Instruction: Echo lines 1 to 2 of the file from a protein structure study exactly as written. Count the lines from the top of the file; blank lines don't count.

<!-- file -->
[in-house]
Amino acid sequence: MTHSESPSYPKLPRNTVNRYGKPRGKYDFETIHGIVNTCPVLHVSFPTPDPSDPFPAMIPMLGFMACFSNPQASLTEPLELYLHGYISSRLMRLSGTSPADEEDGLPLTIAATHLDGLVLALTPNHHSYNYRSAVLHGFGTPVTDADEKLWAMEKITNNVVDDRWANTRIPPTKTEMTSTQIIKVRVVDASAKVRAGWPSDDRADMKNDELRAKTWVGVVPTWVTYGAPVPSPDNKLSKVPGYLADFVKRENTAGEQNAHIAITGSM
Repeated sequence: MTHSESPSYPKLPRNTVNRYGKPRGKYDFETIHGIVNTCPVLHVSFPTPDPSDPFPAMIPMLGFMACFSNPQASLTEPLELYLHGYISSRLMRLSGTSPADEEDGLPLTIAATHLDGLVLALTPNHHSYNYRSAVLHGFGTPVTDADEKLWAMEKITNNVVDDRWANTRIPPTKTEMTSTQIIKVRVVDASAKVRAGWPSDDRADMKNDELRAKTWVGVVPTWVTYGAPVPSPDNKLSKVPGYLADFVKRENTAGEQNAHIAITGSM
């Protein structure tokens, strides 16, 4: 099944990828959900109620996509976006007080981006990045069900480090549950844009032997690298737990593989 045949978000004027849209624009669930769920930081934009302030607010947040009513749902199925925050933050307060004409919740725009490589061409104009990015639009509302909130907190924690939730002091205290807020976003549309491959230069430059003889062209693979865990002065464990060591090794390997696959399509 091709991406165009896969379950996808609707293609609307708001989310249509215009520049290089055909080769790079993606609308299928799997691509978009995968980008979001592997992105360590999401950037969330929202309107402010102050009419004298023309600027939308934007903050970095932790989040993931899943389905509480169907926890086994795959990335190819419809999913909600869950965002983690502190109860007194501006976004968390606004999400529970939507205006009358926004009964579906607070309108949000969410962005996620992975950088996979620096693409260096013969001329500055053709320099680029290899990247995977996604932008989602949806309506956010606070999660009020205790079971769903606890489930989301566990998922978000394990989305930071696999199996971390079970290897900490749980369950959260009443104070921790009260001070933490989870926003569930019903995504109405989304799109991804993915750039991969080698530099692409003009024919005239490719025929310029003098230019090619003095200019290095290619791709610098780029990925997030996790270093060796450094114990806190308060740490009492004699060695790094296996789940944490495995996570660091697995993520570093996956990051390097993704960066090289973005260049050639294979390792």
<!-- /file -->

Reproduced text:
[in-house]
Amino acid sequence: MTHSESPSYPKLPRNTVNRYGKPRGKYDFETIHGIVNTCPVLHVSFPTPDPSDPFPAMIPMLGFMACFSNPQASLTEPLELYLHGYISSRLMRLSGTSPADEEDGLPLTIAATHLDGLVLALTPNHHSYNYRSAVLHGFGTPVTDADEKLWAMEKITNNVVDDRWANTRIPPTKTEMTSTQIIKVRVVDASAKVRAGWPSDDRADMKNDELRAKTWVGVVPTWVTYGAPVPSPDNKLSKVPGYLADFVKRENTAGEQNAHIAITGSM